What To Eat and Drink Before Soccer Games (and What NOT to)

Putting the wrong fuel into a car will cause it to under perform or even cause it to be stranded roadside. The same is true for athletes in regards to the consumption of food and liquid. To perform at maximum efficiency, athletes should eat and drink certain types of food on match day and for that matter the days leading up to a match.

What to eat

Players should consume plenty of carbohydrates such as potatoes and pasta. You may also want to include some easily digestible protein sources such as fish and chicken. Be sure to mix in with some vegetables such as broccoli, which is rich in iron. These give your body the proper energy needed to go hard for ninety minutes. After training you need to replenish your glycogen levels within two to five hours of exercising. The best way to do this is eat plenty of carbohydrates. The body stores carbohydrate energy in the form of glycogen for when needed. Also, if possible, some Glutamine and Arginine vitamins throughout the season will give you some added nutrients. You can find those at your local Wal-Mart for $3.Three days prior to a match, players should start carbo-loading. This translates to eating meals that are about 75 percent complex carbohydrates. Complex carbohydrates are in cereals, grains, fruits, and vegetables. On match day, an easily digestible meal high in carbs and low in protein and fat should be eaten three to four hours before kick-off is scheduled. This will optimize the actual energy available to the player during match.

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What to drink

It’s no secret players should drink lots of water, particularly before and after training sessions. Players can lose seven pints(or four liters) or more of water during a match and will need to rehydrate right away. In addition to water, isotonic drinks containing vital nutrients and sugars are particularly easy for the body to absorb. There are many varieties available at your local grocer but to simplify it this should consist of an equal measure in fruit juice and water.

What to avoid

You should avoid anything containing caffeine, such as tea and coffee, as well as alcohol and junk foods the night before your match. Don’t be a sucker for deep fried foods and potato chips either. Also, it’s probably best to not consume dairy products and fatty and high sugar foods.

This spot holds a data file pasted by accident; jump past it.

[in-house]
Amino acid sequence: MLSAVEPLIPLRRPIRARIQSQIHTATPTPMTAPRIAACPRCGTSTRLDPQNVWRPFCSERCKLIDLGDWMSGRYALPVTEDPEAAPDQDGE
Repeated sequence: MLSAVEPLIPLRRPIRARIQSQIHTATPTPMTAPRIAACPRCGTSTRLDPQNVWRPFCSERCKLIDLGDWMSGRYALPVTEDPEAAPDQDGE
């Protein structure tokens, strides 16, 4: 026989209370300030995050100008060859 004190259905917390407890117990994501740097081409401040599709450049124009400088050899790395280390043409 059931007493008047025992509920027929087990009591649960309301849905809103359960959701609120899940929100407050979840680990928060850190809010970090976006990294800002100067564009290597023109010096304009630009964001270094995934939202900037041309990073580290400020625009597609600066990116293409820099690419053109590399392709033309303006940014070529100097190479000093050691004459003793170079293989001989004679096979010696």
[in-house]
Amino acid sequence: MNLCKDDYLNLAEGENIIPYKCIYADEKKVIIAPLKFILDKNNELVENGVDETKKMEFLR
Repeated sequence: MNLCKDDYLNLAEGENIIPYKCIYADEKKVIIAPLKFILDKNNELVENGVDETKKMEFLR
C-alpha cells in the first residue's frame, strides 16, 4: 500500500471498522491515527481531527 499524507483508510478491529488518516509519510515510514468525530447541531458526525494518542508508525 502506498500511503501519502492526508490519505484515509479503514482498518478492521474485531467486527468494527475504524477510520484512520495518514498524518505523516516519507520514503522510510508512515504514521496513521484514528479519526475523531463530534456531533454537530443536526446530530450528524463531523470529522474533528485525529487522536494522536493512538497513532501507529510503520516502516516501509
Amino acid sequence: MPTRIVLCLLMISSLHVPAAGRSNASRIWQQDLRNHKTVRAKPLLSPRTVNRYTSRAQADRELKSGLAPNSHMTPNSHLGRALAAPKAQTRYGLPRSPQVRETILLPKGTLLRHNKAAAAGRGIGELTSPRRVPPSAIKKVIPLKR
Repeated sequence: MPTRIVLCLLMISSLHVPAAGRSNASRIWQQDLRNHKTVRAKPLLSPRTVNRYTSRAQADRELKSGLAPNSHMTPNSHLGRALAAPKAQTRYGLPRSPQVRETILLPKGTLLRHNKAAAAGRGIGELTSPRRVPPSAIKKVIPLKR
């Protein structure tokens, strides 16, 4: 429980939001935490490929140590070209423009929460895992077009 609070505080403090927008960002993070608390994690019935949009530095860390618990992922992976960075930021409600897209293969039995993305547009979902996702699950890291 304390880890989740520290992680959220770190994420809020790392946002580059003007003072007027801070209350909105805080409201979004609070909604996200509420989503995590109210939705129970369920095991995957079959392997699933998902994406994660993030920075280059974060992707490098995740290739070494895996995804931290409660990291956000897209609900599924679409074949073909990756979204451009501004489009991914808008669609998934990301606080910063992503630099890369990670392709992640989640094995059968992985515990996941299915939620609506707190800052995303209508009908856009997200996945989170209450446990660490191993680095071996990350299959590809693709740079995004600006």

Soccer Warm Up

For those of you who have read the blog before, you know what MAP stands for (Mobility/Flexibility, Activation and Precompetition).

I created The MAP System about 9 months ago, which means it was Spring here in Sweden, and the weather was pretty good.

The program first consisted of Mobility and Flexibility exercises, followed by Activation exercises, then followed by some running, hopping and skipping drills.

Fast forward a few months and we are in the middle of the winter. Should you really start doing exercises like hip circuits and spiderman stretches when it is -5 degrees Celsius (sorry guys, I don’t do Fahrenheit, but I think that’s like 20 degrees Fahrenheit)?

The reason for performing a good warm-up is to get the players ready for practice, and to optimize performance. And to get ready, you need to loosen up, increase core temperature, activate your muscles and get your feet going.
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However, when it is snow outside and it’s freezing, one reason becomes extra important: increasing core temperature.

Now all of a sudden we need to make sure the players don’t get cold, and by doing stretches and mobility exercises first thing – that will definitely get them cold.

So just a while ago I started thinking about this and experimenting a bit. Experts all over the world have thoroughly divided the warm-up into different steps, and you should follow these steps at any given day. Sure, science is one thing, but real-world situations is another.

One section soccer players really need to focus on warming up is their feet. Foot stretches are great for preventing injuries to your feet.

So basically, what I did was to take The MAP System, and all of its steps, and put it together into a real-world warm-up system.

I still got exercises from all the different steps in MAP, but it is combined and organized so that your players easily can perform the warm-up, whether it’s December or June.

To give you something to take with you right here, right now, and implement it into your training even tomorrow, I decided to create a video for you demonstrating all the different exercises.Check out the video here below (you can see the complete list of all the exercises below the video):

1. Jogging
2. Bounce with arm swings
3. Open-up Chest
4. High Knee Run
5. Butt Kicks
6. Pushups
7. Hip Circuits
8. Heel-to-Toe Walk
9. Knee Hug to Walking Lunge
10. Backward Walking Lunge
11. Side Jumps to Lateral Squat
12. Side Shuffle (at high speed)
13. Squat to Stand
14. Carioca
15. Carioca with Knee-Drive
16. Frankenstein Kicks
17. Backpedal Run
18. Walking 1-leg RDL
19. Diagonal Jumps to Step Over
20. 1 Leg Jumps
21. Defensive Shuffle
22. Power Skip
23. Glute Bridge
24. Leg Swings (linear)
25. Leg Swings (lateral)
26. Ankle Mobility

This soccer warm up will probably take around 10 minutes to perform. After that, I always follow it up with some quick feet drills to get the nervous system really turned on, and depending on what day it is (day after a game, middle of the week, etc), I might follow that up with speed training drills, body control training, etc.

So there you have it, the complete warm-up system for soccer players!